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United States v. Steele

October 18, 2010

UNITED STATES OF AMERICA, PLAINTIFF,
v.
EDGAR J. STEELE, DEFENDANT.



The opinion of the court was delivered by: Honorable B. Lynn Winmill Chief U. S. District Judge

MEMORANDUM DECISION AND ORDER

INTRODUCTION

The Court has before it the Motion to Vacate No Contact Order (Dkt. 45), Defendant's Motion to Continue (Dkt. 53) and Defendant's Ex Parte Motion to Continue (Dkt59).

1. Motion to Continue

Defendant Edgar J. Steele, ("Defendant") requests additional time to investigate matters in preparation for additional pretrial motions as well as to prepare for trial. Defendant notes that the discovery process is not yet complete, and that he has moved for release of discovery materials related to the alleged informant. Additionally, Defendant intends to request that the alleged pipe bomb be made available for review to Defendant's expert. He is also requesting disclosure of any investigative material on the Confidential Informant's accomplice that is alleged to have accompanied the Informant to Oregon to inspect the pipe bomb. Finally, Mr. Steele is requesting a continuance relating to other matters identified in his supplemental ex parte brief.

Defendant contends that this matter is factually and legally complex. He requests that the matter be declared complex under 18 U.S.C. §3161(7)(B)(ii). Under that section, a factor the Court shall consider in determining to grant a continuance includes whether the case is unusual or complex due to the nature of the prosecution or the existence of novel questions of fact or law that it is unreasonable to expect adequate preparation for pretrial proceedings or for the trial itself to take place within the time limits established by this section. Based on these arguments, Defendant seeks a continuance of approximately six months. The Government does not oppose a short continuance of approximately 30 days, but it does oppose a six month continuance.

Under these circumstances, the Court finds that a continuance is needed to give defense counsel an opportunity to provide an effective defense, but disagrees that such a continuance is required because the case's complexity. Although the case has generated substantial public interest, it is not factually or legally complex. It is certainly not so complex as justify a six month continuance. Instead, the Court finds that a four-month continuance is appropriate. Such a continuance is warranted under 18 U.S.C. § 3161(h)(7)(B)(iv), which authorizes a finding of excludable time when the refusal to grant a continuance would "deny counsel for the defendant . . . the reasonable time necessary for effective preparation . . . ." Under these circumstances, the interests of justice in allowing the defense time for effective preparation outweighs the defendant's and the public's interest in a speedy trial under 18 U.S.C. § 3161(h)(7)(A). The Court finds that the period of time between the present trial date and the new trial date is excludable time under the Speedy Trial Act. Accordingly, the Court will set the case for trial on March 7, 2011.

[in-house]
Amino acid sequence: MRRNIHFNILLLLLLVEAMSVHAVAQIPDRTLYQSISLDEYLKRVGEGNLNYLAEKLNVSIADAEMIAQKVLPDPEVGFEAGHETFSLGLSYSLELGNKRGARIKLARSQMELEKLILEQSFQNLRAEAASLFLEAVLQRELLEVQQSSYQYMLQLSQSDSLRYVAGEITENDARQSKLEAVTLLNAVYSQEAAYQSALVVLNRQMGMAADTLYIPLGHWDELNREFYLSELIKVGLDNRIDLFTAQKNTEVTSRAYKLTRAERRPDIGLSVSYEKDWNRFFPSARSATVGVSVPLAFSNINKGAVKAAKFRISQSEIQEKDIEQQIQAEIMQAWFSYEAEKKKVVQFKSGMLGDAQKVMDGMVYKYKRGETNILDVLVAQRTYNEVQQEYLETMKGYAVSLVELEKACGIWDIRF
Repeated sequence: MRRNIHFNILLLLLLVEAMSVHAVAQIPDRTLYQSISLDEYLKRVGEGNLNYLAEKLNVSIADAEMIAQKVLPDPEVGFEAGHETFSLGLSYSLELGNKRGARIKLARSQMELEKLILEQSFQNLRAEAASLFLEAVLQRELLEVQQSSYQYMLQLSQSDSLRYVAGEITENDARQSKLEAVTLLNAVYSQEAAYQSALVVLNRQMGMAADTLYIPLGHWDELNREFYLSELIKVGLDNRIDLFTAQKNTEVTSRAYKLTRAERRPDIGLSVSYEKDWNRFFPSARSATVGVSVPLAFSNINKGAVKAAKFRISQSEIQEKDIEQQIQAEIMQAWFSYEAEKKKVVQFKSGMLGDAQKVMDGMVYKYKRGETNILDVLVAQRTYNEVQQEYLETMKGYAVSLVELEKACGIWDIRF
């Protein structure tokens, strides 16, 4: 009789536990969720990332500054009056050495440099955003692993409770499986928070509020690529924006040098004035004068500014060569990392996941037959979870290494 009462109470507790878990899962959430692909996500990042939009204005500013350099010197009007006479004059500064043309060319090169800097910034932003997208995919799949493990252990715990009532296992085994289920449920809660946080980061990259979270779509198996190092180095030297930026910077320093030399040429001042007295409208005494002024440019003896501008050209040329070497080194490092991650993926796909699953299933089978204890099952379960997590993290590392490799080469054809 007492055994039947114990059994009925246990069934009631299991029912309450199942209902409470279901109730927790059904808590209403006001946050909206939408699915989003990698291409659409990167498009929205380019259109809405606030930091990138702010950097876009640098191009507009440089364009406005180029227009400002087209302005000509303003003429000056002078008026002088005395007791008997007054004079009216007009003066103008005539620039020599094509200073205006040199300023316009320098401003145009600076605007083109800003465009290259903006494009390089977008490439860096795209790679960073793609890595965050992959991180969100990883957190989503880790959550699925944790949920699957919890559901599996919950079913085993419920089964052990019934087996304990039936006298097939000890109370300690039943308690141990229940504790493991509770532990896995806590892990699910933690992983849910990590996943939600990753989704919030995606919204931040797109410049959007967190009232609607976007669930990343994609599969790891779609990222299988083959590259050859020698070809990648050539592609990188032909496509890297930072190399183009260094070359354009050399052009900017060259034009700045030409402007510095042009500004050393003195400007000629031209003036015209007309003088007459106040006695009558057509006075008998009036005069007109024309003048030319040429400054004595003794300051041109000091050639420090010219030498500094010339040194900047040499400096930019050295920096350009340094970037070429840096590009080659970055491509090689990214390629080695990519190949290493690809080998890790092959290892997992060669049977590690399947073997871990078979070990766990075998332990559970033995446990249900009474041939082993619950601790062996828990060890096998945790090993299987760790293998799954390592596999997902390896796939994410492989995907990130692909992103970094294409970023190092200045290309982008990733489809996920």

2. Motion to Vacate No Contact Order

Cyndi Steele*fn1, one of the alleged victims in this matter, who is also the wife of Defendant, asks the Court to vacate the no contact order issued by Magistrate Judge Dale. In her order, Judge Dale ordered no contact, either direct or indirect, between Defendant and the alleged victims in this case. Since then, the Court has allowed a one-time supervised visit between Defendant and Mrs. Steele.

During oral argument on the motion, Cyndi Steele made it clear that she and the Government have differing views of the evidence in this matter. The Court will not detail their differences, except to recognize that the Government believes Defendant committed the crimes for which he is charged and Ms. Steele does not.

In Idaho, "[w]hen a person is charged with or convicted of . . . any . . . offense for which a court finds that a no contact order is appropriate, an order forbidding contact with another person may be issued." I.C. § 18-920. Based on the evidence before her, Magistrate Judge found it appropriate in this case to forbid Defendant from contacting the alleged victims and issued a no contact order. Based on a recorded telephone conversations between Defendant and Mrs. Steele, as well as Defendant's actions in open court before Judge Dale, Judge Dale determined that a no contact order was necessary to prevent potential witness tampering and protection of the alleged victims. At this point, the Court has not been provided with sufficient evidence to resolve the concerns which led Magistrate Judge Dale to issue the no contact order. However, given Mrs. Steele's feelings about this case, and her relationship with Defendant, the Court must also consider her wishes.

Under these circumstances the Court will not vacate the no contact order. However, the Court will modify it to allow monitored visits between Defendant and Mrs. Steele to occur once per week. The following rules will apply to the visits:

1. The meetings will take place at the Spokane County Jail in one of the regular visitation booths. The meetings may occur via telephone if Mrs. Steele ...


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